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Rebuilding Iraq

Civil Affairs officer Maj. Patrick Creed ('93) works with Iraqis to rebuild a nation

Maj. Patrick Creed ('93) takes time out from training at Fort Bragg in April 2006.

Maj. Patrick Creed ('93) takes time out from training at Fort Bragg in April 2006.

Putting life on hold

Maj. Patrick Creed ('93) has responded to the call of duty for his country -- again. In October 2005, Creed received a telegram notifying him that his name had been pulled from the Individual Ready Reserve to serve in Iraq. "I was always wondering if I could get called back to serve on active duty, but it was a shock when I actually opened the letter and read it," says Creed. "After reading it, my hands shook for about an hour. I had less than 30 days to put my job on hold for a year and a half, get my family ready for me being gone, and put my entire life on hold."

The Individual Ready Reserve is the least active part of the Army Reserve. Many soldiers who get out of the Army don't even realize they are still in the IRR. Soldiers in the IRR are not required to report for any training and usually only receive occasional paperwork in the mail. "During this war, certain job specialties started to get critically low, and the Army used the IRR to fill many of these positions," Creed explains.

Intensive training before deployment

Before leaving for "the sandbox," (Iraq) Creed was required to report to Fort Bragg, N.C., for full training. He spent five months at Fort Bragg where he received training for the operations he would complete in Iraq. "This included medical and first aid training, weapons training, convoy operations and vehicle familiarization, radio and communications classes, Iraqi and Arabic language and cultural awareness training, and combat operations, along with many other areas," he says.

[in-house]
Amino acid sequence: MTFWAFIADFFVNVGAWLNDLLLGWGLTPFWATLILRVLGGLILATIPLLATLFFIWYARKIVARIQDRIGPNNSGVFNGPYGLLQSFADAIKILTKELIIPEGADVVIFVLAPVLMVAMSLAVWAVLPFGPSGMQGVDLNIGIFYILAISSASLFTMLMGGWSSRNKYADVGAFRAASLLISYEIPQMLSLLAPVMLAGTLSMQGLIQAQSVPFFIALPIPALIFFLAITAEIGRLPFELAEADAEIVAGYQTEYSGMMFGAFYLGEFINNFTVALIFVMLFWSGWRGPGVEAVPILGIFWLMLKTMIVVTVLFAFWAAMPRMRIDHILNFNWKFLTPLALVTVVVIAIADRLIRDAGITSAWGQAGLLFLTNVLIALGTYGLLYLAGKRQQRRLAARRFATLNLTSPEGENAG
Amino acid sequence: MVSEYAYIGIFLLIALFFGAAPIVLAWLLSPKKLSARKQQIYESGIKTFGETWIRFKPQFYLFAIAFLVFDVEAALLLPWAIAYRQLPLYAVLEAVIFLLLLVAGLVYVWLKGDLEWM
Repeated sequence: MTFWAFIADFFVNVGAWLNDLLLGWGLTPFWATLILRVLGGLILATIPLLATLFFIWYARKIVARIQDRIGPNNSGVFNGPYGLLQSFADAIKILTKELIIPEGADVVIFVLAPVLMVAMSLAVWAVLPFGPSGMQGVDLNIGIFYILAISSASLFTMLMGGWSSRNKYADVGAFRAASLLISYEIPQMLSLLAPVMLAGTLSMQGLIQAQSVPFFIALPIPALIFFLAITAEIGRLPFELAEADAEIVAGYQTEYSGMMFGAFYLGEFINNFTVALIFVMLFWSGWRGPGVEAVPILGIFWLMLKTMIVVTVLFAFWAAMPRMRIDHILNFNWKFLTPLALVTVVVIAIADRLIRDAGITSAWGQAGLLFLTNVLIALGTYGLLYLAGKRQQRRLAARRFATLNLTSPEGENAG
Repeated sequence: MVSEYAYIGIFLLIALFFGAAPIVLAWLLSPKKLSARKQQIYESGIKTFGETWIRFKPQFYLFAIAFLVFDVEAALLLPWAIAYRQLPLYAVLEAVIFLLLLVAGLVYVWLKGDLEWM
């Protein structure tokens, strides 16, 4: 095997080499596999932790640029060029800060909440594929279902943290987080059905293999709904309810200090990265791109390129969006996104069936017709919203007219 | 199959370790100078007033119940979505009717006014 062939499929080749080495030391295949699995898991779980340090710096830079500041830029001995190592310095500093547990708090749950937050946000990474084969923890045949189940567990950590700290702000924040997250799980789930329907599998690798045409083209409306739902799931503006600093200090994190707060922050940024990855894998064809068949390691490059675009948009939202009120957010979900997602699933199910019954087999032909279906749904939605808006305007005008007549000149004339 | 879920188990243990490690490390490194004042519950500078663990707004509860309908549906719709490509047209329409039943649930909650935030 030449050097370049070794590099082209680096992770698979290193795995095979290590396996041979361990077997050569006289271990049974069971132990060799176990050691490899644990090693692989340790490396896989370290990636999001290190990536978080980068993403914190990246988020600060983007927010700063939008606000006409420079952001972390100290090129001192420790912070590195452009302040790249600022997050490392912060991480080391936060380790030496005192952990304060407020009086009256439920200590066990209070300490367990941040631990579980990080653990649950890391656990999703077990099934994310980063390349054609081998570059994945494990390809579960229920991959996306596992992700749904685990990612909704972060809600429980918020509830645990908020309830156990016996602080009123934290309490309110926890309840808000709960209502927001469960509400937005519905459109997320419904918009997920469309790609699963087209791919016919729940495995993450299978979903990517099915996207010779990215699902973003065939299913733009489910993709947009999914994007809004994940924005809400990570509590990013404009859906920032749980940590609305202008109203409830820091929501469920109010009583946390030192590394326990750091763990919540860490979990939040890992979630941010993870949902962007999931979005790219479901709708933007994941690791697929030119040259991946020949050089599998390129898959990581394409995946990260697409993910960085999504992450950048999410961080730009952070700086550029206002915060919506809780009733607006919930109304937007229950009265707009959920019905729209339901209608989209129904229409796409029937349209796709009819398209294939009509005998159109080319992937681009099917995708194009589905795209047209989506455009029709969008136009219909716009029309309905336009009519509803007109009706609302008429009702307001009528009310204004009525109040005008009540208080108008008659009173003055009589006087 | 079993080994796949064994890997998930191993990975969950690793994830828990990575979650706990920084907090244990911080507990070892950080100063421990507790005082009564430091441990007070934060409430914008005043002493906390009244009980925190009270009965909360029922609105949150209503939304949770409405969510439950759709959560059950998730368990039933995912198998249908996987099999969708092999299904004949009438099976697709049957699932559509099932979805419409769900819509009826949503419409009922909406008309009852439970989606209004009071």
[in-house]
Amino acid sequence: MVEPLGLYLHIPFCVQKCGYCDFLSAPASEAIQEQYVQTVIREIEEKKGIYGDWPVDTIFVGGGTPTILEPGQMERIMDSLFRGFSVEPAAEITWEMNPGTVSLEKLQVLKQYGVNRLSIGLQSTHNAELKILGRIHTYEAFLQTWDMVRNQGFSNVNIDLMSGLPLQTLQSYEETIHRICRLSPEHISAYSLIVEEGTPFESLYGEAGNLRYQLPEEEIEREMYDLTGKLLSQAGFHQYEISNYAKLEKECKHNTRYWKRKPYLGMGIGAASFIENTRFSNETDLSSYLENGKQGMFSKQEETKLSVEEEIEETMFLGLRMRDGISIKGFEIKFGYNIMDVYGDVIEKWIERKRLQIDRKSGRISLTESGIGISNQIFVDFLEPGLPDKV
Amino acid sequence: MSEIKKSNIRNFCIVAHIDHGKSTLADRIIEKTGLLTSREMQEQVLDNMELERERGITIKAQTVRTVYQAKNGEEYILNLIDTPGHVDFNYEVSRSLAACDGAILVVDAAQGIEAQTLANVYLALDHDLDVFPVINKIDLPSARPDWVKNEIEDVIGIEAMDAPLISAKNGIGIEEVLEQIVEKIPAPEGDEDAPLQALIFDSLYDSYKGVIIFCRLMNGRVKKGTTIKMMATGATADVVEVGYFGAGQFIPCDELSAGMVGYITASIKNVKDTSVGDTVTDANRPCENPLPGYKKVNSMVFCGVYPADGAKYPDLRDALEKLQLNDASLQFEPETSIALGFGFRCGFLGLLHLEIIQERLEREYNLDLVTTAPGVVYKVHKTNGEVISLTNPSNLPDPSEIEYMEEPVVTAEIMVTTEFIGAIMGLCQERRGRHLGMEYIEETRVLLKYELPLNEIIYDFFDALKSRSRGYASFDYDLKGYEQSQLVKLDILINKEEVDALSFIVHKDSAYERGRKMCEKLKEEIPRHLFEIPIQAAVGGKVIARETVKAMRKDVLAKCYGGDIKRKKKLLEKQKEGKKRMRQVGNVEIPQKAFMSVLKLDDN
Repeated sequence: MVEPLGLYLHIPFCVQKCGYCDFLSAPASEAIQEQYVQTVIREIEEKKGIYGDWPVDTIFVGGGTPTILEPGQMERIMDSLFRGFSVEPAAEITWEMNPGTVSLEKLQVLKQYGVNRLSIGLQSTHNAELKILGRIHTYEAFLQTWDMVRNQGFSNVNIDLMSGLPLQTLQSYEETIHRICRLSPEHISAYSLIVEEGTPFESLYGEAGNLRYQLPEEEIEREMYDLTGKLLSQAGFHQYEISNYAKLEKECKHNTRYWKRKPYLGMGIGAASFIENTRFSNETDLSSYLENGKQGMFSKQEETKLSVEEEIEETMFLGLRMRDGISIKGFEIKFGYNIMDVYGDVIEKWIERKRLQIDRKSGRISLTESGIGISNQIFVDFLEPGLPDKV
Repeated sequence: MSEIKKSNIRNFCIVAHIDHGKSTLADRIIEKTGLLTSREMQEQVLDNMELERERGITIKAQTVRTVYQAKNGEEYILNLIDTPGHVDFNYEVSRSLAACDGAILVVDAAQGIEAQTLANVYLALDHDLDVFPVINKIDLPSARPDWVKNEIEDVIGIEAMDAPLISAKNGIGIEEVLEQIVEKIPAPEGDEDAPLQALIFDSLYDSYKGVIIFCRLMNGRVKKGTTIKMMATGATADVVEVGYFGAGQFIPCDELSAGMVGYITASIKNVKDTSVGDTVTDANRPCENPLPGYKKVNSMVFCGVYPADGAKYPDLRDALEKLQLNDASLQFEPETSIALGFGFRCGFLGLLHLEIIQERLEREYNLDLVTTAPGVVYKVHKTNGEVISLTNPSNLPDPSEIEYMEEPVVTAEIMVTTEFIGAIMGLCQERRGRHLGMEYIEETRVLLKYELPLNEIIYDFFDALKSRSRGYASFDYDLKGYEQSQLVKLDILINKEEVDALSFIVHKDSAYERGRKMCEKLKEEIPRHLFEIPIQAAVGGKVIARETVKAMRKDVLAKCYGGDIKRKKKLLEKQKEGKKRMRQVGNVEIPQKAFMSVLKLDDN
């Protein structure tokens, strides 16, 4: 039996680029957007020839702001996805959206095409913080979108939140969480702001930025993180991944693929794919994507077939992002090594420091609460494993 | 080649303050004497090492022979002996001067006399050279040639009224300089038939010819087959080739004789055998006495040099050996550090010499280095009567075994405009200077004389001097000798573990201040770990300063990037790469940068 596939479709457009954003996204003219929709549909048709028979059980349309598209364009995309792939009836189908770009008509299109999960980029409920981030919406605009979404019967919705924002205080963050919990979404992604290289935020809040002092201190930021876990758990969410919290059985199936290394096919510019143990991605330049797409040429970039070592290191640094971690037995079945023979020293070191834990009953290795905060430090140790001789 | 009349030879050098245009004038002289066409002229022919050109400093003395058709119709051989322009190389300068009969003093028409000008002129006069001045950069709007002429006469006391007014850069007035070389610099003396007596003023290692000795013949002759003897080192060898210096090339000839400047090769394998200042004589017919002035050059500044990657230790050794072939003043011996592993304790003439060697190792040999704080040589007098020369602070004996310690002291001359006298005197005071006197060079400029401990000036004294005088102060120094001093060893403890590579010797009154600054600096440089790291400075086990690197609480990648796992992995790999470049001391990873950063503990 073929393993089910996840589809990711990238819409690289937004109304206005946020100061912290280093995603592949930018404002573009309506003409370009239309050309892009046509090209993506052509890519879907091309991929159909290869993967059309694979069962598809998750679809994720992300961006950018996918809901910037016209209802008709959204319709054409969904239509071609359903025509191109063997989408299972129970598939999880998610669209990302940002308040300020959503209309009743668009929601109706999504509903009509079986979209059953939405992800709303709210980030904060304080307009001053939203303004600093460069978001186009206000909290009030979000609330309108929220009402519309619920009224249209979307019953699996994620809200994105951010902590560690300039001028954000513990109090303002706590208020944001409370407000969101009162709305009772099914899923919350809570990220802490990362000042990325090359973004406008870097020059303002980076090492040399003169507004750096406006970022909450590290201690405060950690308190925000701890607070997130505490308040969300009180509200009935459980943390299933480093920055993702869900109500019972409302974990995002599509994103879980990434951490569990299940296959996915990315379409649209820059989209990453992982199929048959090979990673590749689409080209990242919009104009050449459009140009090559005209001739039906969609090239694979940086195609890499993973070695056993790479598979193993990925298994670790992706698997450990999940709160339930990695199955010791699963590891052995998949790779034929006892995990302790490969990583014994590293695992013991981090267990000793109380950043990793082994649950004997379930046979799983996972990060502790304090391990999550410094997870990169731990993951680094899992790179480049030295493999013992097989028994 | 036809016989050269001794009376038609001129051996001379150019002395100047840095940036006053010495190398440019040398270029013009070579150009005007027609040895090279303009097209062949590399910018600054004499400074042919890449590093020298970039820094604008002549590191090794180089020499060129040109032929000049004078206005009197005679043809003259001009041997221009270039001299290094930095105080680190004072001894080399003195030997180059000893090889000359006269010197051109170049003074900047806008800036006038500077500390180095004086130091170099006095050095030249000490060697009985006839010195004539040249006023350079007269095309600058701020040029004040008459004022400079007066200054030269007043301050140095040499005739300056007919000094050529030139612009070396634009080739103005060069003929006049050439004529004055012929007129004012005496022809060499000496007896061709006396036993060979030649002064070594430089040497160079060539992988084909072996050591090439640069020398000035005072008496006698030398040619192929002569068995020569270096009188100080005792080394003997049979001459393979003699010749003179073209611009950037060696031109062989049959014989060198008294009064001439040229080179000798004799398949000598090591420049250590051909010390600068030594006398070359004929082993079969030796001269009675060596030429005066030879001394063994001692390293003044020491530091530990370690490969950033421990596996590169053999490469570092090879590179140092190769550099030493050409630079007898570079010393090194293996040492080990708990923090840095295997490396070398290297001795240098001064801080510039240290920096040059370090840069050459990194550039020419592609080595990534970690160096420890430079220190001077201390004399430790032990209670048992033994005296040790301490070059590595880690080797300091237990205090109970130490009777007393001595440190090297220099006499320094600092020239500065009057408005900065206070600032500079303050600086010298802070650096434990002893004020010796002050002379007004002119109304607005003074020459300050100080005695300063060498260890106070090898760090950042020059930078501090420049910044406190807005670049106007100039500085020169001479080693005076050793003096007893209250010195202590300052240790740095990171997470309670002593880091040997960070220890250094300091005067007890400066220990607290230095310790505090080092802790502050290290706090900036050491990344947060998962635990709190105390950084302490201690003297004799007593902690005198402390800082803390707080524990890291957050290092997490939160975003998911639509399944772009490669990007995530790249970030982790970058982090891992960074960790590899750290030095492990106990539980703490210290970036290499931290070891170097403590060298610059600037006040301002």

Creed ('93) is serving in Diyala Province, Iraq. Here, he stands in the shambles of the late al-Qaeda leader Abu Musab al-Zarqawi's home.

Creed ('93) is serving in Diyala Province, Iraq. Here, he stands in the shambles of the late al-Qaeda leader Abu Musab al-Zarqawi's home.

Serving in Diyala Province

Creed is currently serving in Diyala Province, near the city of Baqubah, about 35 miles northeast of Baghdad. He is based at Forward Operating Base Warhorse with 1,500 other soldiers. "My base is about three miles from where [Abu Musab] Zarqawi, the al-Qaeda leader in Iraq, was killed recently," Creed says.

Units at FOB Warhorse engage in combat daily during their missions traveling through Diyala Province and Baqubah. Enemy attacks in Creed's area come more frequently sometimes than others, he says. "The terrorists avoid direct contact with U.S. forces and attack civilians and Iraqi Security Forces instead. When they fight us, they usually do it through a roadside bomb or improvised explosive devices, since they cannot compete with our firepower in direct battle."

The right direction

As a Civil Affairs officer on a three-man team, Creed works with an Army battalion to assist them with their affiliations with Iraqi civilians. "We work with the local civilians, government, Iraqi police and Iraqi army, trying to help them become self-sufficient," says Creed, who attends local city council meetings to point Iraqis in the right direction as they struggle with concepts in a new democracy. Repairs to different parts of the country, re-establishing clinics and working on electricity and water projects also fall under Creed's job description.

"Iraqis aren't all that different from us. ... They have suffered enough, and I want to help them get back on their feet and live peacefully."

A crumbling infrastructure